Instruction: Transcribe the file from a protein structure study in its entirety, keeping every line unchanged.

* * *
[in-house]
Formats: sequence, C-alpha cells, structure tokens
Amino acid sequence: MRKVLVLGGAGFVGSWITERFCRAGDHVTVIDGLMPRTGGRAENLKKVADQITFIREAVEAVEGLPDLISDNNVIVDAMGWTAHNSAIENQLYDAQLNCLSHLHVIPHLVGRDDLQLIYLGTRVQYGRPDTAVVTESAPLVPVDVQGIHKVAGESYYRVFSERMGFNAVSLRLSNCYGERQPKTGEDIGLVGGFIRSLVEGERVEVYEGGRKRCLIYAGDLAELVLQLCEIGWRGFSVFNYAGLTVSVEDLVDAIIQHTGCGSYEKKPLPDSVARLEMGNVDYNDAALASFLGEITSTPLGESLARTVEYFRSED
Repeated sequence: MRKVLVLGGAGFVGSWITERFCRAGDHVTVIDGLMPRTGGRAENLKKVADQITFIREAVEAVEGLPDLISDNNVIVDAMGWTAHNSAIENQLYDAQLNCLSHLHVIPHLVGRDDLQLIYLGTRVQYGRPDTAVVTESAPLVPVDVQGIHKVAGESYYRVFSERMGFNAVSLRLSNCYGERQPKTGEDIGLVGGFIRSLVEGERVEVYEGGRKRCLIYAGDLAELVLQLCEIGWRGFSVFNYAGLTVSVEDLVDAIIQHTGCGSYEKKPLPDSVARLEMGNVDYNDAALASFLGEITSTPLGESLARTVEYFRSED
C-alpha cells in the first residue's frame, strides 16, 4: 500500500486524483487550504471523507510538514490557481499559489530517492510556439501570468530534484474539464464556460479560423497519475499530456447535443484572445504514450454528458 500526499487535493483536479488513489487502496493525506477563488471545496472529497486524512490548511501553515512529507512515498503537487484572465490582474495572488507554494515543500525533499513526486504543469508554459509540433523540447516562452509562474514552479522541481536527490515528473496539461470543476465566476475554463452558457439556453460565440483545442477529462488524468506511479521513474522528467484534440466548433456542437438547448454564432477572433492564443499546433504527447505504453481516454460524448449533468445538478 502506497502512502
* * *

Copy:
[in-house]
Formats: sequence, C-alpha cells, structure tokens
Amino acid sequence: MRKVLVLGGAGFVGSWITERFCRAGDHVTVIDGLMPRTGGRAENLKKVADQITFIREAVEAVEGLPDLISDNNVIVDAMGWTAHNSAIENQLYDAQLNCLSHLHVIPHLVGRDDLQLIYLGTRVQYGRPDTAVVTESAPLVPVDVQGIHKVAGESYYRVFSERMGFNAVSLRLSNCYGERQPKTGEDIGLVGGFIRSLVEGERVEVYEGGRKRCLIYAGDLAELVLQLCEIGWRGFSVFNYAGLTVSVEDLVDAIIQHTGCGSYEKKPLPDSVARLEMGNVDYNDAALASFLGEITSTPLGESLARTVEYFRSED
Repeated sequence: MRKVLVLGGAGFVGSWITERFCRAGDHVTVIDGLMPRTGGRAENLKKVADQITFIREAVEAVEGLPDLISDNNVIVDAMGWTAHNSAIENQLYDAQLNCLSHLHVIPHLVGRDDLQLIYLGTRVQYGRPDTAVVTESAPLVPVDVQGIHKVAGESYYRVFSERMGFNAVSLRLSNCYGERQPKTGEDIGLVGGFIRSLVEGERVEVYEGGRKRCLIYAGDLAELVLQLCEIGWRGFSVFNYAGLTVSVEDLVDAIIQHTGCGSYEKKPLPDSVARLEMGNVDYNDAALASFLGEITSTPLGESLARTVEYFRSED
C-alpha cells in the first residue's frame, strides 16, 4: 500500500486524483487550504471523507510538514490557481499559489530517492510556439501570468530534484474539464464556460479560423497519475499530456447535443484572445504514450454528458 500526499487535493483536479488513489487502496493525506477563488471545496472529497486524512490548511501553515512529507512515498503537487484572465490582474495572488507554494515543500525533499513526486504543469508554459509540433523540447516562452509562474514552479522541481536527490515528473496539461470543476465566476475554463452558457439556453460565440483545442477529462488524468506511479521513474522528467484534440466548433456542437438547448454564432477572433492564443499546433504527447505504453481516454460524448449533468445538478 502506497502512502